Thursday, 8 March 2018

From Russia With Love!

And It Is NOT April 1st!
A few years ago, Mrs fbb bought her soul-mate a really entertaining book.
It does what it says on the cover; it was a tour of the more unusual gyratory traffic obstacles that test the motorists of this Sceptred Isle. Of course, the highlight has to be the officially named "Magic Roundabout" in Swindon ...
... technically known as a "ring" junction.

No 1 trumped this for this year's 73rd Anniversary non-celebration.
This book is a MUST for all public transport enthusiasts, and an equal must for those who might claim utter boredom with anything to do with buses. (Surely that cannot be possible?)

But let's start at the beginning. There is an introduction by writer Jonathan Meades.
It is pompous, pretentious and irritating ...
... but that is, essentially, Meades' style!


Appertaining to  brass-coloured mineral, FeS2, occurring widely and used as an iron ore and in producing sulfur dioxide for sulfuric acid. Also called fool's gold, iron pyrites.

No further comment necessary!

We then hear from the author, Canadian emigré Christopher Herwig ...
... who explains the origins and the outworkings of his passion.
His travels through the Russian republics to research this book have been both extensive and utterly dedicated.
The numeric list of "countries" contains many that fbb could never place on an atlas or globe, even after perusing the helpful map above!
And, if you wondered what the dot is beside Abkhazia (No 8) ...

The region fought and won a war of secession with Georgia in 1992-93 and formally declared independence in 1999. After the Georgian-Russian war in 2008, Moscow recognised the region as an independent state. Georgia responded by declaring Abkhazia "occupied" by Russia.

... you know now!

The third chunk of introduction is by Vera Kavalkova-Halvarsson ...
... who explains a little more about how this omnibological weirdness came about.
But first we must get one thing straight. This is not a book of bus stops; it is a book of so-called bus shelters, which, as we all know, don't shelter buses but people waiting for buses. (So they should be called "people shelters" or "waiting shelters"?)

From page 15 to 186 of this amazing volume, we have picture after picture of these weird, wacky and wonderful creations.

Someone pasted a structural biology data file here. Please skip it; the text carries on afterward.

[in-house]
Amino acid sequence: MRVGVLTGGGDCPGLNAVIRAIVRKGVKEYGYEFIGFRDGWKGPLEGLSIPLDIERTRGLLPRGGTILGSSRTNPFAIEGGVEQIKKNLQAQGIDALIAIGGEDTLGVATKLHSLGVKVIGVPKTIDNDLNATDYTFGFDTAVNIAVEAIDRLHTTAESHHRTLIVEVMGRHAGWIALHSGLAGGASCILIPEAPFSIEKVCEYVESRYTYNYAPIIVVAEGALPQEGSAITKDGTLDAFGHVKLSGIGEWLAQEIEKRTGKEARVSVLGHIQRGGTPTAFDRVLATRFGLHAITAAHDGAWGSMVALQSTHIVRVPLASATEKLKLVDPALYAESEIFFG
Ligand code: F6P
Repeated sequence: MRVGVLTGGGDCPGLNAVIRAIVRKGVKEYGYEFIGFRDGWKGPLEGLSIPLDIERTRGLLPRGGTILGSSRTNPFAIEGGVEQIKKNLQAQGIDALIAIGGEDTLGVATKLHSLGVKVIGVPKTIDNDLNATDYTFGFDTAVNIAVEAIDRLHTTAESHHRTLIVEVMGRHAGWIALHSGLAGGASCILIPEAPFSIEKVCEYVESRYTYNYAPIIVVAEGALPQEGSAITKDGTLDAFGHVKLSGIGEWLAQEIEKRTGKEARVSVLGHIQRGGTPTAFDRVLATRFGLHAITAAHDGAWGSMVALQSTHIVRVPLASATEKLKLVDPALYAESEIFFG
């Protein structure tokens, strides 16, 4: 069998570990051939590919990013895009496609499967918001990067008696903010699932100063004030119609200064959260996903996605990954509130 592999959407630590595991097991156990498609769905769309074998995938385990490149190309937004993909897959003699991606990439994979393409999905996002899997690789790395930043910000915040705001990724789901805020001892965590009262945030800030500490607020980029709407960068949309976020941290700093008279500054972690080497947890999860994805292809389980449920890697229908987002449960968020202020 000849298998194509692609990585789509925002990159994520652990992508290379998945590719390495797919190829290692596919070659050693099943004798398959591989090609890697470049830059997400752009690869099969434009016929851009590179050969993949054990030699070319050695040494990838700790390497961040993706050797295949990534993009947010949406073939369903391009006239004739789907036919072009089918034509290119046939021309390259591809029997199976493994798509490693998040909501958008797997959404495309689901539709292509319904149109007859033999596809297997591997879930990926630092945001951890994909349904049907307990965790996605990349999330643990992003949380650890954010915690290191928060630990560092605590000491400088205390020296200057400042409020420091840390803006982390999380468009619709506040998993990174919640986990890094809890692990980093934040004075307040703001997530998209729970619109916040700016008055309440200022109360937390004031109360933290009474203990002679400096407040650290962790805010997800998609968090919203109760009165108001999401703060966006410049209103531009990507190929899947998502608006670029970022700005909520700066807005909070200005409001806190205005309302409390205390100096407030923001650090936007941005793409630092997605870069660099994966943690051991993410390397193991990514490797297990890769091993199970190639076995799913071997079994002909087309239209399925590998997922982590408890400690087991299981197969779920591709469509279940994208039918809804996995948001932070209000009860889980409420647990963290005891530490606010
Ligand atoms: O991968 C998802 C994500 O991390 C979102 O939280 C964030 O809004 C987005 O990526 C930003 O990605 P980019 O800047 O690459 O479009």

Many of them are in the middle of nowhere and very few of them are actually served by any bus route; many were never actually used for their designated purpose ...
... although new uses have been found!

Many are actually useless for their intended purpose ...
... as they offer little actual shelter!

Some are ludicrously huge, but artistically ...
... interesting.

Only a few are in good condition ...
... like this one serving Poltava Airport in the Ukraine. Poltava has a population of about 290,000 and plenty of bus routes and several trolleybus services.
Highly decorated shelters are a feature of the area ...
... but the edifice illustrated in the book seems to have lost its decoration and now appears in plain but boring white.
fbb could not find a bus route to this airport stop. Maybe a blog reader can help. The airport terminal is a typical Soviet building but it would appear that the airport itself has seen better days.
It is not often that fbb is really, really enthusiastic about a book, but if you are used to this sort of thing in the UK ...
... or even this ...
... Christopher Herwig's book is an absolute must.

Published by "Fuel" (a design company) and currently priced at around £12 from a well known on-line bookseller.

P.S. There are also four pictures of model buses, presumably Russian!

Back to the UK tomorrow!

 Next Yorkshire rail blog : Friday 9th March 


  1. I know that Thamesdown Transport drivers used to break the monotony of certain shifts by trying to do the whole duty back and forth over the Magic Roundabout without stopping!
    The traffic is probably too busy now, but careful timing on approach and the right gear for departure would have made it possible for the driver of one of Swindon's numerous Fleetlines years ago.

  2. This comment has been removed by the author.

  3. Didn't see an option to 'Like' your piece so thought I'd write a note 'cos I did. Also, having visited half a dozen countries on that 'Russkie' list, I'm actually very tempted to buy the book even if my preferred mode of transport is the train wherever possible - and affordable!